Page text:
Lawsuit filed to Protect Wild Coho Salmon in the Trinity River from Harmful Fish Hatchery Operations
Updated: Aug 30
The Environmental Protection Information Center (EPIC) recently filed a lawsuit aimed at reforming the antiquated and harmful operations at the Trinity River fish hatchery in order to protect wild coho salmon. The suit challenges the actions of officials at the California Department of Fish and Wildlife and the U.S. Bureau of Reclamation for funding, administering, and operating the Trinity River fish hatchery in violation of the federal Endangered Species Act (ESA).
The hatchery produces and releases hatchery Chinook and coho salmon and steelhead trout to mitigate for the loss of wild Chinook and coho salmon and steelhead trout due to construction of the Trinity and Lewiston dams and operation of the Central Valley Project. Hatchery Chinook and coho salmon and steelhead trout compete with, prey upon, and interbreed with wild coho salmon that are listed as threatened with extinction under the ESA.
The California Department of Fish and Wildlife has violated the ESA by “taking” wild coho salmon by collecting them for use as broodstock in the Trinity hatchery without the explicit approval of the National Marine Fisheries Service. The Department has also violated the ESA by releasing hatchery Chinook and coho salmon and steelhead trout that compete with, prey upon, or interbreed with wild coho salmon, and thus cause “take” of the ESA-listed fish. The Bureau of Reclamation is liable under the ESA for failing to consult with the National Marine Fisheries Service as to the effects of its choice to finance the hatchery, and by jeopardizing the continued existence of wild coho salmon and adversely modifying their critical habitat.
“It is long past time for these hatchery operations to comply with the law, and work towards actually recovering wild salmon,” stated Andrew Orahoske, conservation director at EPIC. “Misguided bureaucrats at state and federal agencies continue to ignore the best available science and advice of experts, so this lawsuit is designed to shine a light on failed policies and open up a public process that is focused on the recovery of wild runs of salmon and steelhead.”
EPIC is represented by attorneys Pete Frost, from the Western Environmental Law Center, and Sharon Duggan.
Background on the Trinity River Hatchery
The Trinity River flows north-northwest 165 miles from the California Coast Range Mountains to its confluence with the Klamath River at Weitchpec, approximately 20 miles from the Pacific Ocean. The South Fork Trinity River, which enters the mainstem Trinity River below any impoundments, is the longest undammed river in California. Before reaching its confluence with the South Fork, the mainstem Trinity River flows into Trinity Lake, an impoundment created by the Trinity Dam, which stores water for the Central Valley Project. Seven miles downstream of the Trinity Dam is Lewiston Lake, an impoundment created by the Lewiston Dam, where stored water is diverted into the Sacramento River basin.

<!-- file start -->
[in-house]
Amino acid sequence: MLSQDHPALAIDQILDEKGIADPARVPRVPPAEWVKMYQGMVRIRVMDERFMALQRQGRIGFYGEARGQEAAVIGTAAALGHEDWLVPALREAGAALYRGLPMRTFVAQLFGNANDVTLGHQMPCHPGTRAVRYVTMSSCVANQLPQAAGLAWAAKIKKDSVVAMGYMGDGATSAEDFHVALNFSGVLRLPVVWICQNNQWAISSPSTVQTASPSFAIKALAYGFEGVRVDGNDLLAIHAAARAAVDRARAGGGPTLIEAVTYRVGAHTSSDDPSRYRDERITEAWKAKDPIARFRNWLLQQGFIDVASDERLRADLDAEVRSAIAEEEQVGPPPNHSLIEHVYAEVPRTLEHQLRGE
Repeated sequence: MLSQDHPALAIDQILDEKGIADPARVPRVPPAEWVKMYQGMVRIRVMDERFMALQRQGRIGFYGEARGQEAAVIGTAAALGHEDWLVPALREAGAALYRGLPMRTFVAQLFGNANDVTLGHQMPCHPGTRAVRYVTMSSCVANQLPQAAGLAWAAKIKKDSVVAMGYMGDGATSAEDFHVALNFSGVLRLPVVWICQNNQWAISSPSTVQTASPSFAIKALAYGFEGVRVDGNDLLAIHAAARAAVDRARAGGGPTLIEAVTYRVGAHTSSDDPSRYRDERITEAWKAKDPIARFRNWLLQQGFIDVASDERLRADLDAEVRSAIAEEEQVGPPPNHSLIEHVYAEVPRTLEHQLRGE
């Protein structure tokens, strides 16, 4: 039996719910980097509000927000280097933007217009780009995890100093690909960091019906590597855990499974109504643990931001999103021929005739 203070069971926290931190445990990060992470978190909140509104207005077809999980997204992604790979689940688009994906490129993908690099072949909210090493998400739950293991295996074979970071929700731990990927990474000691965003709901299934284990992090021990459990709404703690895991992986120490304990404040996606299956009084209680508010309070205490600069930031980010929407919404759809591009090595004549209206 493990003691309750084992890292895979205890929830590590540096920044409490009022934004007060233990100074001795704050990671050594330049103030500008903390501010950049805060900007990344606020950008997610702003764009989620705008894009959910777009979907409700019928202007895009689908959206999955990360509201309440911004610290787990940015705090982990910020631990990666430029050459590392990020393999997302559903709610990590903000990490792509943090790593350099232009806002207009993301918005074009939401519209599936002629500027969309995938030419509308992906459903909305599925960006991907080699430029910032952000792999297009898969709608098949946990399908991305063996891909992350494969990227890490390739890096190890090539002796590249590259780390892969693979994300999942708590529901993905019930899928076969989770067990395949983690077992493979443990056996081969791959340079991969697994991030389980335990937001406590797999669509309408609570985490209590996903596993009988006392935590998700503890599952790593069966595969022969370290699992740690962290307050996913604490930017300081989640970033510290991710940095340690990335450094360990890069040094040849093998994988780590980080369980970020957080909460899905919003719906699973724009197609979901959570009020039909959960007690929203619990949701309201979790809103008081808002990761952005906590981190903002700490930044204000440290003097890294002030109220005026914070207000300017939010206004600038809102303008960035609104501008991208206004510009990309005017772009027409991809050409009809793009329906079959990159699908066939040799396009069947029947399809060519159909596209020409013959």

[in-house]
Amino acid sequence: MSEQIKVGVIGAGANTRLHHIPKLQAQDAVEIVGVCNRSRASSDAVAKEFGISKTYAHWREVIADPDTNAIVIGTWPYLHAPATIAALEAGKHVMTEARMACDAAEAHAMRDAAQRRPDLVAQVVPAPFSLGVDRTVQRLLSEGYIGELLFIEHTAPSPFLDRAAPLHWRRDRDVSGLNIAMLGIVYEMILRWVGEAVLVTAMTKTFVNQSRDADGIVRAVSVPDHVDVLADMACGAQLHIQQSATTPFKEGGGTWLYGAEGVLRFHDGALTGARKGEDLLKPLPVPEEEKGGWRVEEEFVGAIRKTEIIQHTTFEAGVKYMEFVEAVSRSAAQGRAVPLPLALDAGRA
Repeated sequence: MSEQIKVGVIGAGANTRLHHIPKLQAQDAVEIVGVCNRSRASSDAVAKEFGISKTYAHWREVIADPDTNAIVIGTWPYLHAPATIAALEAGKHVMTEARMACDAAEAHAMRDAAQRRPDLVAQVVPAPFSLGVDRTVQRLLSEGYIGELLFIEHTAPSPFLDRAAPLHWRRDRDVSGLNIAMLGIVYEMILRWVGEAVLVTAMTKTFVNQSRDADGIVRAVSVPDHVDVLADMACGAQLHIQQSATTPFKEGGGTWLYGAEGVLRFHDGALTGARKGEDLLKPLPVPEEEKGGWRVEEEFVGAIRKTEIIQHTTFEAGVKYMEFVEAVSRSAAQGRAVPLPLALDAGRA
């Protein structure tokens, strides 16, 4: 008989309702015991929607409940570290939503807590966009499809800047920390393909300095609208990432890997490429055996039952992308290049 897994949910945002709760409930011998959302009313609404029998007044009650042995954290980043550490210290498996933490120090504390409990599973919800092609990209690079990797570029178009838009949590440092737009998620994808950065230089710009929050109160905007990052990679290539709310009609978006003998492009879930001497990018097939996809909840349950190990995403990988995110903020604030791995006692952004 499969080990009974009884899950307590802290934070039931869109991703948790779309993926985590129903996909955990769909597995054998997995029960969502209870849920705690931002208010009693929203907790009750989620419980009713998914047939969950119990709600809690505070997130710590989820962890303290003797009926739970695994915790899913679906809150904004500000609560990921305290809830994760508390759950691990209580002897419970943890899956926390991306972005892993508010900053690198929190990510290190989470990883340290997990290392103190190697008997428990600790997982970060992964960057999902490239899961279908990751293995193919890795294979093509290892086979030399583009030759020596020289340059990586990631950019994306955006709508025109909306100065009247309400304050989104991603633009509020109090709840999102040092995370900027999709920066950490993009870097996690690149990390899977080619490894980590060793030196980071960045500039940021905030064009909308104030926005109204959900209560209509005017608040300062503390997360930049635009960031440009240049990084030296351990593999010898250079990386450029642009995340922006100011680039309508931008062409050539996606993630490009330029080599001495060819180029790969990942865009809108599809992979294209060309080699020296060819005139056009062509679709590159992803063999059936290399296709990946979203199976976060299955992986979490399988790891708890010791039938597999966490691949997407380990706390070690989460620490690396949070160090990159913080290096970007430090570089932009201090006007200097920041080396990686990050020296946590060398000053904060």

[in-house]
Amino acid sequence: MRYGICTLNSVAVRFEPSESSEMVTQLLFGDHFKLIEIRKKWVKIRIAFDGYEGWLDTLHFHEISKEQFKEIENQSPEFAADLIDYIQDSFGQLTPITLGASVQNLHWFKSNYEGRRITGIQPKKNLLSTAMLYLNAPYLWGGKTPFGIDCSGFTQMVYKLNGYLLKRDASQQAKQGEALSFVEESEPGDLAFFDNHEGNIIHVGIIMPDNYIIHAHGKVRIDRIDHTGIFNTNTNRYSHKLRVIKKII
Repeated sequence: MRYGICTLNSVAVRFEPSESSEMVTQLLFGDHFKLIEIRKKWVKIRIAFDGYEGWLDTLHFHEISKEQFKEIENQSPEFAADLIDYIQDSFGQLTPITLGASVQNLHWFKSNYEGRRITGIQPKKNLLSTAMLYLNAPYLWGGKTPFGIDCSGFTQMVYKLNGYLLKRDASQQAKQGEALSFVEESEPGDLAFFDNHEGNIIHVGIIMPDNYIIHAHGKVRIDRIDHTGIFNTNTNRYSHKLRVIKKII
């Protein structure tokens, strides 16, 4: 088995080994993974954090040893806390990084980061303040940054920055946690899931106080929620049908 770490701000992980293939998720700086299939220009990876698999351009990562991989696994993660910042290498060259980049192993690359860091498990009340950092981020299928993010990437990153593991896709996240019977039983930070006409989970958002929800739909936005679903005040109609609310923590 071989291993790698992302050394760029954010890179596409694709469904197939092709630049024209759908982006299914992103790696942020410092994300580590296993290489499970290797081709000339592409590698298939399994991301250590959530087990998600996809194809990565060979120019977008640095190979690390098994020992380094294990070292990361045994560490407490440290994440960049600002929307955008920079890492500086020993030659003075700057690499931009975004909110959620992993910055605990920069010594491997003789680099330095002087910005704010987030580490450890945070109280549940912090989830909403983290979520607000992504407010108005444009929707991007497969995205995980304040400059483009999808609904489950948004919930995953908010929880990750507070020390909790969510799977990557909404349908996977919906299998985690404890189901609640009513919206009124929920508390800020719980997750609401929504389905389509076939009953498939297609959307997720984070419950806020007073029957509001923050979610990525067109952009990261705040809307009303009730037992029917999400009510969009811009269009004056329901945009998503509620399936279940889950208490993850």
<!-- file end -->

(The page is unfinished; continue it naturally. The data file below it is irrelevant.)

The Trinity hatchery is located at river mile 110 immediately downstream of the Lewiston Dam.
The Trinity hatchery was built to mitigate the loss of salmon and steelhead habitat due to the construction of the Trinity and Lewiston dams and the operation of the Central Valley Project. BOR funds the Trinity hatchery. California Fish and Wildlife operates the Trinity hatchery.
Each year the Trinity hatchery produces approximately 4.6 million juvenile Chinook salmon, 500,000 juvenile coho salmon, and 800,000 juvenile steelhead trout. Each year the Trinity hatchery releases approximately 2.6 million Chinook salmon in June and 2 million Chinook salmon in October. Each year the Trinity hatchery releases 500,000 coho salmon between March and April. Each year the Trinity hatchery releases 800,000 steelhead trout in March. Fish are released from the Trinity hatchery into the Trinity River.
The Trinity River provides habitat for wild coho salmon. Wild coho salmon in the Trinity River and its tributaries are part of the Southern Oregon/Northern California Coast (“SONCC”) evolutionarily significant unit (“ESU”). SONCC coho are listed as threatened with extinction under the ESA. Critical habitat for the SONCC coho ESU includes all accessible reaches of the Klamath River and the Trinity River and the tributaries to each.
Wild coho salmon have a three-year life cycle divided equally between fresh and salt water. Wild coho salmon spawn in their natal streams between mid autumn and early winter. However, in times of water shortage, wild coho salmon will wait to enter fresh water, sometimes delaying spawning until the early spring. Wild coho salmon typically construct redds in the substrate of smaller tributaries to mainstem rivers. Wild coho salmon die after they spawn.
Juvenile wild coho salmon emerge as fry from redds in the late winter and spring, and move to relatively slow waters to rear. Juvenile wild coho salmon typically remain in fresh water for one year. Some juvenile wild coho salmon remain close to their natal sites, while others disperse throughout the watershed. Juvenile wild coho salmon undergo smoltification during their second spring season, approximately 18-19 months after egg fertilization, and outmigrate to the ocean.